Investigating molecular evolutionary forces and phylogenetic relationships among melatonin precursor-encoding genes of different plant species
A total of 53 plant species accessions from different geographic regions, including four melatonin precursor-coding genes obtained from Arachis hypogaea (ASMT1, 2, 3 and T5H) underwent extensive molecular evolutionary analyses. Evolutionary relationships were inferred and showed that dichotomous bifurcating trees did not reflect the true phylogeny since reticulate events took place due likely to recombination. Thus, a phylogenetic network was reconstructed for each type of enzyme and highlighted the presence of such incompatibilities. GARD algorithm pointed out that ASMT1, 2, and 3-coding gene sequences contained recombination sites with significant topological incongruence on both sides of the breakpoints (for ASMT1, and 2), while only on one side of the breakpoints for ASMT3. In contrast, no statistically recombination signal was recorded in T5H-coding gene. Furthermore, gene duplication was localized in the ancestor of a monophyletic group of Populus accessions. Selection pressure was assessed using several statistical models incorporated in HyPhy package through the datamonkey web server. It was demonstrated that numerous individual sites and tree branches experienced predominantly purifying selection. In contrast, the BUSTED model evidenced a gene-wide episodic diversifying selection in the phylogeny of only three enzyme-coding genes (ASMT, and 2, and T5H). Likewise, it was shown that Mixed Effects Model of Episodic Selection (MEME) model detected only episodic positively selected sites in all four melatonin enzymes-coding genes; whereas, REL model failed to detect neither positive nor negative selection in tested individual sites of ASMT3-coding gene.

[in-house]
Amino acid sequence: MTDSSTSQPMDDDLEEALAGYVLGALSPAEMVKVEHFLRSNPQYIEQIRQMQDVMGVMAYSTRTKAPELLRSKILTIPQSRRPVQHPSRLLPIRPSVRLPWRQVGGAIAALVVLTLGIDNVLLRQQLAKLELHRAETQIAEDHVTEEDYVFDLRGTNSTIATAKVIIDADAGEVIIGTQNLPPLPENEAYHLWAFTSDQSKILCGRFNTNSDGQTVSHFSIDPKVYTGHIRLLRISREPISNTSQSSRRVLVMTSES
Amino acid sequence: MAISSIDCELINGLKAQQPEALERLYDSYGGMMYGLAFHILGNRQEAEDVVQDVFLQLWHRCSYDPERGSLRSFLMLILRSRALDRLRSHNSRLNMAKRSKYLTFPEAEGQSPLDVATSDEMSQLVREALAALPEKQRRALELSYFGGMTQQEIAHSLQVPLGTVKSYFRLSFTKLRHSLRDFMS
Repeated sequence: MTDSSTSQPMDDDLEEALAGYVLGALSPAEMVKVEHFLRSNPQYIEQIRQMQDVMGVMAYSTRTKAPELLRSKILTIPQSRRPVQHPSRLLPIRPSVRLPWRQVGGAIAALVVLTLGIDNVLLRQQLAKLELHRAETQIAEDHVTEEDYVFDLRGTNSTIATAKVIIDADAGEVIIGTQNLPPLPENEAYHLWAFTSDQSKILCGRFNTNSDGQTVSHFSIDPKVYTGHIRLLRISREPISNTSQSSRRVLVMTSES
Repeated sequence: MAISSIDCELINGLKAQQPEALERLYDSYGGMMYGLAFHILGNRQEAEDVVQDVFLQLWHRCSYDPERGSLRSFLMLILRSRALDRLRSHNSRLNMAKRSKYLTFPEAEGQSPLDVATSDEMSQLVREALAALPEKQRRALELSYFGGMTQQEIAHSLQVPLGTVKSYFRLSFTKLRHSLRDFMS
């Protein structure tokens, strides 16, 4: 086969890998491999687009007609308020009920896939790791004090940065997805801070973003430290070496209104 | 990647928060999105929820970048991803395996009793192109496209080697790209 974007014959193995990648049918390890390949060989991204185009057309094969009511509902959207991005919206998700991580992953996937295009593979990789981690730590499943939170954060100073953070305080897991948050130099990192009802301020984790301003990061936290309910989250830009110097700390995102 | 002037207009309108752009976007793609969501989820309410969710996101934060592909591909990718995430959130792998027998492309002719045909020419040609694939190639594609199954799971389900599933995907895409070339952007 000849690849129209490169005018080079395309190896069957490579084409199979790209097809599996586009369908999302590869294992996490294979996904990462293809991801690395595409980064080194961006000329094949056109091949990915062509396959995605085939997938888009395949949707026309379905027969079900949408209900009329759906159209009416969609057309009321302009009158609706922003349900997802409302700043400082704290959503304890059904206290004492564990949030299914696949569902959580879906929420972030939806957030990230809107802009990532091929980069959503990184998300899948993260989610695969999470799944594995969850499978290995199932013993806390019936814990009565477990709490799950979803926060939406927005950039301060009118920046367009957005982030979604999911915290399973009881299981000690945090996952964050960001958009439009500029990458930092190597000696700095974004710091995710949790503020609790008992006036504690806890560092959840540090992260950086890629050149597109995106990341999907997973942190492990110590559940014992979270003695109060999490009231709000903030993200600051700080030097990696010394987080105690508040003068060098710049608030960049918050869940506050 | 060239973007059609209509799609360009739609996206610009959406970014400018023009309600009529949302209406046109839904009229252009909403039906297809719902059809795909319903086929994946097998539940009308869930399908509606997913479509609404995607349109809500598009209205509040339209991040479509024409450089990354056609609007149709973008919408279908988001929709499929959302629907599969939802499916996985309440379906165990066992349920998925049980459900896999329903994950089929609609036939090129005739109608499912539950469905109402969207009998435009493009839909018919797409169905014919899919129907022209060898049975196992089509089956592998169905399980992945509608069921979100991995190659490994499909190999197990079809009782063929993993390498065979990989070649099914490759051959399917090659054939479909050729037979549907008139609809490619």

KeywordsMelatonin Molecular evolution Phylogenetic analysis Peanut Recombination Natural selection Bioinformatics Gene duplication
The authors thank the Egyptian government for granting a visiting scholarship and the Zagazig University for supporting the research.
MB, AE and AAO conceived and directed this work, designed the experiments, analyzed the data, wrote and revised the manuscript. AIE, and AAO supported PCR and cloning analysis. MSR provided suggestions and revised the manuscript. All authors read and approved the final manuscript.
Compliance with ethical standards
Conflicts of interest
The authors declare no conflicts of interest.
- 6.Hoagland DR, Arnon DI (1950) The water-culture method for growing plants without soil. Circular 347:22Google Scholar
- 12.Tamura K (1992) Estimation of the number of nucleotide substitutions when there are strong transition-transversion and G+ C-content biases. Mol Biol Evol 9:678–687. https://doi.org/10.1093/oxfordjournals.molbev.a040752 CrossRefPubMedGoogle Scholar
- 29.Smith MD, Wertheim JO, Weaver S, Murrell B, Scheffler K, Kosakovsky Pond SL (2015) Less is more: an adaptive branch-site random effects model for efficient detection of episodic diversifying selection. Mol Biol Evol 32:1342–1353. https://doi.org/10.1093/molbev/msv022 CrossRefPubMedPubMedCentralGoogle Scholar
- 30.Murrell B, Weaver S, Smith MD, Wertheim JO, Murrell S, Aylward A, Eren K, Pollner T, Martin DP, Smith DM, Scheffler K, Kosakovsky Pond SL (2015) Gene-wide identification of episodic selection. Mol Biol Evol 32:1365–1371. https://doi.org/10.1093/molbev/msv035 CrossRefPubMedPubMedCentralGoogle Scholar